Next up, I have a place to stay in Singapore and am in the middle of convincing her to go there next year some time.  I managed to get her to agree to do Singapore, Malaysia, Cambodia (to see Angkor Wat) and Vietnam.  However, after doing some logistical planning, we have to cut Cambodia and Vietnam.  Cutting Cambodia is really disappointing to me because the ruins there are my new life long dream to see.

The fact is that I like adding lists of countries to the places I have been to.  I don’t mind staying a day or two in a place and then moving on.  My girlfriend is different, she doesn’t like moving around very much (hmm, even though that’s exactly what we did when we went to central Oregon and Grand Coulee dam in central Washington).  I guess in order to hit my total scale of countries, I need to say we’re going to six or seven countries and then expect that to shrink to two or three.

Gotta plan this stuff ahead.

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As I said in my previous post, last weekend my girlfriend and I went to the John Day fossil beds.  I thought that this might be a good time to run down what we all did.

Drove down from Seattle to central Oregon, this took ~6 hours
– Hiked Smith park (canyon?) which is a significant trek of ~4 miles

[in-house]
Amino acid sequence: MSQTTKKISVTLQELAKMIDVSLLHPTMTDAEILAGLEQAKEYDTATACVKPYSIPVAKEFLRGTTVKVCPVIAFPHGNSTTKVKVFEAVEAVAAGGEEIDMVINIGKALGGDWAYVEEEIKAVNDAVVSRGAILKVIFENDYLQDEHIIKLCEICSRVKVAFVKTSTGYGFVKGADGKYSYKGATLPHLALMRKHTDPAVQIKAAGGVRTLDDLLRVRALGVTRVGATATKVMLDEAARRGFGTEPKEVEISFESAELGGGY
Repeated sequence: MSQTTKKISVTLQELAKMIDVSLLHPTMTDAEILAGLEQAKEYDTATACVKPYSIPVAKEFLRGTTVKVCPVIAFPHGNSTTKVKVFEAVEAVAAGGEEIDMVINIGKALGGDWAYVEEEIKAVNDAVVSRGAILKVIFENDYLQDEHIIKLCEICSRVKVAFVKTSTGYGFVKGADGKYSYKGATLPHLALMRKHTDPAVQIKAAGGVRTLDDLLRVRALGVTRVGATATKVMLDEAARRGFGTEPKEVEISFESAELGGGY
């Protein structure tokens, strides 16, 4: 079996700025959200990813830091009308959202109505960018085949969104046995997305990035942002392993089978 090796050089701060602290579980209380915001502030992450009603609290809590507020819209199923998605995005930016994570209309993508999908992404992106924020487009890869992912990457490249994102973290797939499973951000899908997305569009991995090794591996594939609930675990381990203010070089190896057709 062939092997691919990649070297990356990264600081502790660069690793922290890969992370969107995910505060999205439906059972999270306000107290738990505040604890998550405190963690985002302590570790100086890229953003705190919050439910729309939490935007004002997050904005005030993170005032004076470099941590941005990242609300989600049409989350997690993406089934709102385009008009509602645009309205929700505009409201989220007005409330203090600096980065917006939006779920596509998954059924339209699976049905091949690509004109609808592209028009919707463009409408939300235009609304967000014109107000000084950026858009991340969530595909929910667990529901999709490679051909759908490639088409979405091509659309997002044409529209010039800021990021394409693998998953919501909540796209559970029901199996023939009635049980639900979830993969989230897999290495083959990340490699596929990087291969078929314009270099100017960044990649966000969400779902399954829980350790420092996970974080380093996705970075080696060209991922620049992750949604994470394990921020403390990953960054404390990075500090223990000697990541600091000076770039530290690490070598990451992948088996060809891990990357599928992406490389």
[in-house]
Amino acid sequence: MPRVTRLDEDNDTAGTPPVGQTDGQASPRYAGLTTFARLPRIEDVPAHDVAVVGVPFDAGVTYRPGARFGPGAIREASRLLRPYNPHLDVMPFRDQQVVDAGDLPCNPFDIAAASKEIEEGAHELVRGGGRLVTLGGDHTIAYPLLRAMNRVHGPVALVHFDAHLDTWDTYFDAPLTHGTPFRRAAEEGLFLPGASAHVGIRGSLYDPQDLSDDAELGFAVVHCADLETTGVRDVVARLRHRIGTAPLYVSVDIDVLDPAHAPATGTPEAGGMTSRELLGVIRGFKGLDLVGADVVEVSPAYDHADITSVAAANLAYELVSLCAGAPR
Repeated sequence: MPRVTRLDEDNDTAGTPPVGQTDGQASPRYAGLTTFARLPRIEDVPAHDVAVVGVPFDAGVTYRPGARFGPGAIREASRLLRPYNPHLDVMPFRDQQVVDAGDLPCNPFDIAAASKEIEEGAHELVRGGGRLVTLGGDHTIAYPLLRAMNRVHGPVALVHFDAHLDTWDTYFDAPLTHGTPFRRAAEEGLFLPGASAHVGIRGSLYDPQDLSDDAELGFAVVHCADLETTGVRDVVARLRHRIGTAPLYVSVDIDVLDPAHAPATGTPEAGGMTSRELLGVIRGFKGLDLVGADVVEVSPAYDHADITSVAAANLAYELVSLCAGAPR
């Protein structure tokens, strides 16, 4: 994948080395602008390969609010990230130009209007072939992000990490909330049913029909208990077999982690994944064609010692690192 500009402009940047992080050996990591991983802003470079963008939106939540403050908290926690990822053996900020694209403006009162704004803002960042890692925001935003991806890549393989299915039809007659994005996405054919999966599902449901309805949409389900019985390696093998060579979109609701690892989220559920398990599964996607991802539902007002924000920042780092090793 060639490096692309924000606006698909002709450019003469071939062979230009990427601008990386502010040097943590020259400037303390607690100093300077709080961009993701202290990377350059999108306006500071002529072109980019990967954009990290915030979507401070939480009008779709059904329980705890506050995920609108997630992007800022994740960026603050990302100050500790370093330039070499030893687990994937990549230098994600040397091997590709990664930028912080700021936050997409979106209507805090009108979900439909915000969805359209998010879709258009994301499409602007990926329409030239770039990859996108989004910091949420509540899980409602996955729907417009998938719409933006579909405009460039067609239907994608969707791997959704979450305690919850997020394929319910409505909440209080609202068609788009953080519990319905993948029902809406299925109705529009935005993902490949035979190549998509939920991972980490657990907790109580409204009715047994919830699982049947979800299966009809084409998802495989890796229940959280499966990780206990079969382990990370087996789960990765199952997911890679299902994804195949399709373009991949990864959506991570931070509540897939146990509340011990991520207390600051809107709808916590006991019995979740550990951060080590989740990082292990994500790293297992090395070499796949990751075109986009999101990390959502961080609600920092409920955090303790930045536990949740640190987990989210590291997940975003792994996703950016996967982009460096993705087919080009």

– Drove up Pilot Butte in Bend, Oregon

– Drove up a hill-like thingie of elevation 8000 feet.  The temperature up there was 3° C (about 38° F).  It was freezing!
– Hiked around a glass-like park.  I say glass-like because it was rock that was shiny like glass and has a similar molecular structure.
– Hiked around the first John Day fossil bed
– Hiked around the second John Day fossil bed
– Hiked around another park
– Went to a park/museum (not where I saw the fossils)
– Stayed at this place (recommended):


– Went to a tourist museum where I saw fossils
– Hiked around the third John Day fossil bed
– Hiked around another mini-fossil bed
– Hiked around yet another mini-fossil bed (at this point, all the various rock formations, while cool, were starting to look the same to me)

I list out all of these things to iterate the point that we did a lot of hiking, at least 12 miles worth by my estimates.  And you know what?  My hip held up just fine.  In the evening it wasn’t hurting at all (no more than a normal day of walking might) and during the hikes I didn’t experience any pain at all.  I was pretty proud of that.

This should not be interpreted to mean that my hip is better.  It isn’t.  It still hurts when I rotate it in certain directions.  It is so painful that I wonder if they did anything to fix it at all.  What’s worse is that my other hip has now started feeling worse in the past month.  It was never my good hip, however.  It was always my hip that hurts less.  I always kind of figured it would deteriorate and now it has.

But it’s not all bad news.  The good news is that my left hip does feel better.  There’s a part on my left hip where they shaved away some bone on the outside of the hip that doesn’t hurt anymore.  Surgery seems to have fixed that.  And that part which doesn’t hurt on my left hip does hurt on my right.  So, the part that it seems like they fixed on my left side is likely fixable on my right side.  So in that regards there is cause for hope.  It makes me wonder if they did anything on the inside of my hip.  I guess my hips are starting to equalize, rather than one being bad and the other being good.  Now one is somewhat bad and the other is somewhat a little better.